South Korean duty-free shop owners and Chinese Kpop fans can finally breathe a sigh of relief because relations between Seoul and Beijing are at last on the mend.
The two countries have reportedly decided to put aside their differences over the deployment of the US-backed THAAD missile defense system which led to a year-long standoff that wreaked havoc on South Korean businesses. Faced with a nuclear-obsessed neighbor, Seoul saw the system as necessary to its own survival. Meanwhile, Beijing viewed it as a threat to China’s national security, vowing to take “countermeasures” as Seoul refused to reconsider.
Over the past year, Chinese tour groups have been banned from South Korea, devasting the country’s tourism industry, which heavily relies on high-spending Chinese tourists. At the same time, South Korean conglomerate Lotte Group, which handed over land for THAAD’s construction, became the target of Chinese nationalists, hackers and state media with many of its locations in China shut down by the government amid popular boycotts.
Even South Korean golfers and Kpop idols were not safe from the THAAD backlash. By March, South Koreans hated China even more than they hated Japan.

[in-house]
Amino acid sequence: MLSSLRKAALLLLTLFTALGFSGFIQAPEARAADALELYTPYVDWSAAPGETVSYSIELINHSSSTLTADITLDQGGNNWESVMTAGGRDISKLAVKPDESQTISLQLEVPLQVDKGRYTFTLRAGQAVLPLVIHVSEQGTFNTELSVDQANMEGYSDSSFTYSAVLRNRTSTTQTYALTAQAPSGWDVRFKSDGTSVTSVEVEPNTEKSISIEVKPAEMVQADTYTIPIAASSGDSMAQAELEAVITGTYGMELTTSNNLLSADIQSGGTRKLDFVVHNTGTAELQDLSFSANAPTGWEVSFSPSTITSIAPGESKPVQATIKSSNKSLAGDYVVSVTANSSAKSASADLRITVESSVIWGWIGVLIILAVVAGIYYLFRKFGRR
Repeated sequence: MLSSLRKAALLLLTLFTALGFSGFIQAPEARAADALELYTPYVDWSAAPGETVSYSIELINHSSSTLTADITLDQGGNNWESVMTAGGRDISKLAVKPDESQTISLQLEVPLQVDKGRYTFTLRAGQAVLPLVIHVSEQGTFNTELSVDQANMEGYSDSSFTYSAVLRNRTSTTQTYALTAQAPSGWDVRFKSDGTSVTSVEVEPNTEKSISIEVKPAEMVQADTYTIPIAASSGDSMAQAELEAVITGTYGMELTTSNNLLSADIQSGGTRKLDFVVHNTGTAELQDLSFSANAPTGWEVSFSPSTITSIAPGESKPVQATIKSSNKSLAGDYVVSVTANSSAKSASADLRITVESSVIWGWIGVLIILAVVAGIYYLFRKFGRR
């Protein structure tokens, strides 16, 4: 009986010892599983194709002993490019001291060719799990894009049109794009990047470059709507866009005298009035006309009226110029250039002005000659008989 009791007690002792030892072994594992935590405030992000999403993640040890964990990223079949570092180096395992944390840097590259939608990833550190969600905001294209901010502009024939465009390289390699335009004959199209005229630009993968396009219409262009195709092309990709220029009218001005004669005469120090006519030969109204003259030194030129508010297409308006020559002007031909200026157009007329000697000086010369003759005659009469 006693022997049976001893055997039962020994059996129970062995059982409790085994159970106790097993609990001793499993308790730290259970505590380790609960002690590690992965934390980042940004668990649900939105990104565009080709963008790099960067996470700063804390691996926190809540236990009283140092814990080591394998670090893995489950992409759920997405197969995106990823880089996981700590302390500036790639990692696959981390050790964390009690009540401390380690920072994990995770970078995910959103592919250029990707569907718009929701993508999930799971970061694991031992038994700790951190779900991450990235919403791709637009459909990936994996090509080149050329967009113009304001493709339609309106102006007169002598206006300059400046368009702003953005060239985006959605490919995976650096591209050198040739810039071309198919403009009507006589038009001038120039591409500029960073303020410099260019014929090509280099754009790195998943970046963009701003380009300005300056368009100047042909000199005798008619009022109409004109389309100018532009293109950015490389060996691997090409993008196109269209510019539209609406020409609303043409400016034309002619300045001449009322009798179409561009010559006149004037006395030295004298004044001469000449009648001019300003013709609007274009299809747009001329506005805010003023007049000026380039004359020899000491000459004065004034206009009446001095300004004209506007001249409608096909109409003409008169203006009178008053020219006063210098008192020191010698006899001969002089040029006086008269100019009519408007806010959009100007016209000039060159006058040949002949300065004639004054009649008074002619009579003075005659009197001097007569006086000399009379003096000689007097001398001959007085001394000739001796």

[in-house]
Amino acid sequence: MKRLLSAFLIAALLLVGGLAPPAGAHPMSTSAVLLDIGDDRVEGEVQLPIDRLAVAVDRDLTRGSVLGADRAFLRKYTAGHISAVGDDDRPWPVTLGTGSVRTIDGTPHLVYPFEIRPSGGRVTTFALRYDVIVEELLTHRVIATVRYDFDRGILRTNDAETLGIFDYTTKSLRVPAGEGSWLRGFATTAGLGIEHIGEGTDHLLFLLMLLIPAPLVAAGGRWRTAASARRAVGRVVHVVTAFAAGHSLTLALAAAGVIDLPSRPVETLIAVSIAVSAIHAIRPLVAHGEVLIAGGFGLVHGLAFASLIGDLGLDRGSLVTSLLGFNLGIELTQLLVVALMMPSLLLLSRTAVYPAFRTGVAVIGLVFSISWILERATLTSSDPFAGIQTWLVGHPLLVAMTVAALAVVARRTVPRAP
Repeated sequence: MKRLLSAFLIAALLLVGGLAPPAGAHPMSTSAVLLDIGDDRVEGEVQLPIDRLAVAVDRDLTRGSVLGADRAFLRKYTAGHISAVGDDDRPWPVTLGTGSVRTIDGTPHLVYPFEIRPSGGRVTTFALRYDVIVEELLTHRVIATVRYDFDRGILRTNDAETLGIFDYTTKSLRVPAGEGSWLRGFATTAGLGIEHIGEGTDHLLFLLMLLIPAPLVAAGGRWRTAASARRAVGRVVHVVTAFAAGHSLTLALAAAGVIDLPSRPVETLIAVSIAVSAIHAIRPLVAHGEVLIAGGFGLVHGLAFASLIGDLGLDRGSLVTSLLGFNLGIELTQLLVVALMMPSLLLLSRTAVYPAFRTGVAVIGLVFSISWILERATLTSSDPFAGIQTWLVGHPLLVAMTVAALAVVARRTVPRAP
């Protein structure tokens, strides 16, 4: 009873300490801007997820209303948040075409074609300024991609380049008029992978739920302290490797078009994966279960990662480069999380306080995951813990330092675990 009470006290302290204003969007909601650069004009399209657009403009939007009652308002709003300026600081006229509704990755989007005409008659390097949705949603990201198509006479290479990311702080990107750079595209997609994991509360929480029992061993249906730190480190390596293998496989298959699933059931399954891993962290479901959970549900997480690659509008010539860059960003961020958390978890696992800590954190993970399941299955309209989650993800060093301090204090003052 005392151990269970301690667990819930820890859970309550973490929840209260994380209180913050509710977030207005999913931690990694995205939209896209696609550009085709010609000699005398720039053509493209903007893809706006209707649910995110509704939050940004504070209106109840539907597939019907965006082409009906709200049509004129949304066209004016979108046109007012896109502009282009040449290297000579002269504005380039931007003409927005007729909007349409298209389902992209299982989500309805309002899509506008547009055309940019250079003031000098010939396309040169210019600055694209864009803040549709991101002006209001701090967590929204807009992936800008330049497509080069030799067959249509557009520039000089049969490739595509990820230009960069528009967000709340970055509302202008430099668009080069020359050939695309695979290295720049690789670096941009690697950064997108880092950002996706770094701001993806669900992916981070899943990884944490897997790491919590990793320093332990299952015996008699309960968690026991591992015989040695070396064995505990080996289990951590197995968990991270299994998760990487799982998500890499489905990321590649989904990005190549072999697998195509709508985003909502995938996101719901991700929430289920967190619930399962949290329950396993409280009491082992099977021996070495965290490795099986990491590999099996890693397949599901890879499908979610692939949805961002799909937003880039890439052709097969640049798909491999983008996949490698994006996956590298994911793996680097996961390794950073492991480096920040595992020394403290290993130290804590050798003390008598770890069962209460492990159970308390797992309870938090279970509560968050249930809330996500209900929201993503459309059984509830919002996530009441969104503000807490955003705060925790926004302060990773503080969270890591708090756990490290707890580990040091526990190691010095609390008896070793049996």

But that’s all in the past now.
“Both sides shared the view that the strengthening of exchange and cooperation between Korea and China serves their common interests and agreed to expeditiously bring exchange and cooperation in all areas back on a normal development track,” South Korea’s foreign ministry said in a statement earlier today.
To help seal the deal, South Korean President Moon Jae-in is set to meet with Chinese President Xi Jinping on the sidelines of the Asia-Pacific Economic Cooperation (APEC) summit in Vietnam on November 10th to 11th.
China’s foreign ministry was quick to note at a press briefing earlier today that China’s position on THAAD had not changed, but acknowledged that South Korea had recognized China’s concerns over the anti-missile system’s deployment and had made it clear that the system was not aimed at harming China’s strategic security interests.
The unexpected detente comes just after China’s Golden Week travel extravaganza when Chinese media gleefully published pictures of empty South Korean malls and duty-free shops and just before US President Donald Trump’s first trip to Asia with stops in South Korea and China.
At both locations, talk is likely to center around North Korea’s continued nuclear ambitions which threaten to destabilize the region and the world. Though we imagine both countries will also be ready with more history lessons for the American president.
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